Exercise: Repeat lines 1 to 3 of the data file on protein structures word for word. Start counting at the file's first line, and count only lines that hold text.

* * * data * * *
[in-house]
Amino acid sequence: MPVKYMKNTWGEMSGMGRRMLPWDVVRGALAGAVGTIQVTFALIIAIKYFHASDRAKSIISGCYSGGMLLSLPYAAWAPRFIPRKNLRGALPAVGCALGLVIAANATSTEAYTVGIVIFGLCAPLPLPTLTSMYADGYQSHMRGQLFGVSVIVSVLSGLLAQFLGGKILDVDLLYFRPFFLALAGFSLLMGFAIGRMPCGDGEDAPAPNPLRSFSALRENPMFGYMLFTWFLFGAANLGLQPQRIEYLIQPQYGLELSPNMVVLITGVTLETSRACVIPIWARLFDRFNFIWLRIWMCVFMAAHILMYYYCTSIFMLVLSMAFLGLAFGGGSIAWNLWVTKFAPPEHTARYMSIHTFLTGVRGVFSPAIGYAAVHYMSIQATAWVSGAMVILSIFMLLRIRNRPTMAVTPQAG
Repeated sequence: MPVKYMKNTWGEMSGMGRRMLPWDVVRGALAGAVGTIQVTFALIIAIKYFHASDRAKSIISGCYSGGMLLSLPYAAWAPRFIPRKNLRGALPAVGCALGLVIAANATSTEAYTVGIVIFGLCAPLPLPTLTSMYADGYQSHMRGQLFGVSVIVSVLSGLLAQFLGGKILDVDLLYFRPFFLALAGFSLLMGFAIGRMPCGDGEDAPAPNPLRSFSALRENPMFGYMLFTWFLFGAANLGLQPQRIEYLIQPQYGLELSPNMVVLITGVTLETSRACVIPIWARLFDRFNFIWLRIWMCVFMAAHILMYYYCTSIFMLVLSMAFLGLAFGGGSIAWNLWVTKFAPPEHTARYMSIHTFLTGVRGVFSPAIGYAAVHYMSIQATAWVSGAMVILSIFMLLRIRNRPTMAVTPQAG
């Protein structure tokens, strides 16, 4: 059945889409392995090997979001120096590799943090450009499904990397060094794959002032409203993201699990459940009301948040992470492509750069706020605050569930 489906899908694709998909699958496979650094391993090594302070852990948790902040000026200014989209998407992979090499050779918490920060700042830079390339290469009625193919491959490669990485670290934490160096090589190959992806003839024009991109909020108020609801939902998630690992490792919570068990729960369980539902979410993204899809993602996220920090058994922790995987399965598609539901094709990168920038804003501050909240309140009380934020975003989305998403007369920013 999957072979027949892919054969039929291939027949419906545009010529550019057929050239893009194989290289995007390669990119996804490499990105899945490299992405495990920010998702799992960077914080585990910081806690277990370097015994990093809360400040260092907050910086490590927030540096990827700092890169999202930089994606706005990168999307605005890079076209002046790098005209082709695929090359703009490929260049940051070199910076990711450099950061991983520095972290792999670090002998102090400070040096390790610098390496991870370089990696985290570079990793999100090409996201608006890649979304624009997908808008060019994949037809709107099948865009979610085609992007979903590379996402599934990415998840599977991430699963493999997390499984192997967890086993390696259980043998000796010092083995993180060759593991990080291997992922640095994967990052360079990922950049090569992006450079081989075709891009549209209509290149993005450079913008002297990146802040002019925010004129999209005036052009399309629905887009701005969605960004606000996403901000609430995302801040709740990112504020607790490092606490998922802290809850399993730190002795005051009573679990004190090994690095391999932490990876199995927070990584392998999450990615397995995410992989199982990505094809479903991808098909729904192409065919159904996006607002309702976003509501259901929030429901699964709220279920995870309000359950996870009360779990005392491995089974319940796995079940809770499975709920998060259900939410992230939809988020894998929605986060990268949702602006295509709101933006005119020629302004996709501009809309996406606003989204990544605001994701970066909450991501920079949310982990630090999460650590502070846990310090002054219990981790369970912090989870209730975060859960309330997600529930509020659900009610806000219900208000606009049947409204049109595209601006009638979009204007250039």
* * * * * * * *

[in-house]
Amino acid sequence: MPVKYMKNTWGEMSGMGRRMLPWDVVRGALAGAVGTIQVTFALIIAIKYFHASDRAKSIISGCYSGGMLLSLPYAAWAPRFIPRKNLRGALPAVGCALGLVIAANATSTEAYTVGIVIFGLCAPLPLPTLTSMYADGYQSHMRGQLFGVSVIVSVLSGLLAQFLGGKILDVDLLYFRPFFLALAGFSLLMGFAIGRMPCGDGEDAPAPNPLRSFSALRENPMFGYMLFTWFLFGAANLGLQPQRIEYLIQPQYGLELSPNMVVLITGVTLETSRACVIPIWARLFDRFNFIWLRIWMCVFMAAHILMYYYCTSIFMLVLSMAFLGLAFGGGSIAWNLWVTKFAPPEHTARYMSIHTFLTGVRGVFSPAIGYAAVHYMSIQATAWVSGAMVILSIFMLLRIRNRPTMAVTPQAG
Repeated sequence: MPVKYMKNTWGEMSGMGRRMLPWDVVRGALAGAVGTIQVTFALIIAIKYFHASDRAKSIISGCYSGGMLLSLPYAAWAPRFIPRKNLRGALPAVGCALGLVIAANATSTEAYTVGIVIFGLCAPLPLPTLTSMYADGYQSHMRGQLFGVSVIVSVLSGLLAQFLGGKILDVDLLYFRPFFLALAGFSLLMGFAIGRMPCGDGEDAPAPNPLRSFSALRENPMFGYMLFTWFLFGAANLGLQPQRIEYLIQPQYGLELSPNMVVLITGVTLETSRACVIPIWARLFDRFNFIWLRIWMCVFMAAHILMYYYCTSIFMLVLSMAFLGLAFGGGSIAWNLWVTKFAPPEHTARYMSIHTFLTGVRGVFSPAIGYAAVHYMSIQATAWVSGAMVILSIFMLLRIRNRPTMAVTPQAG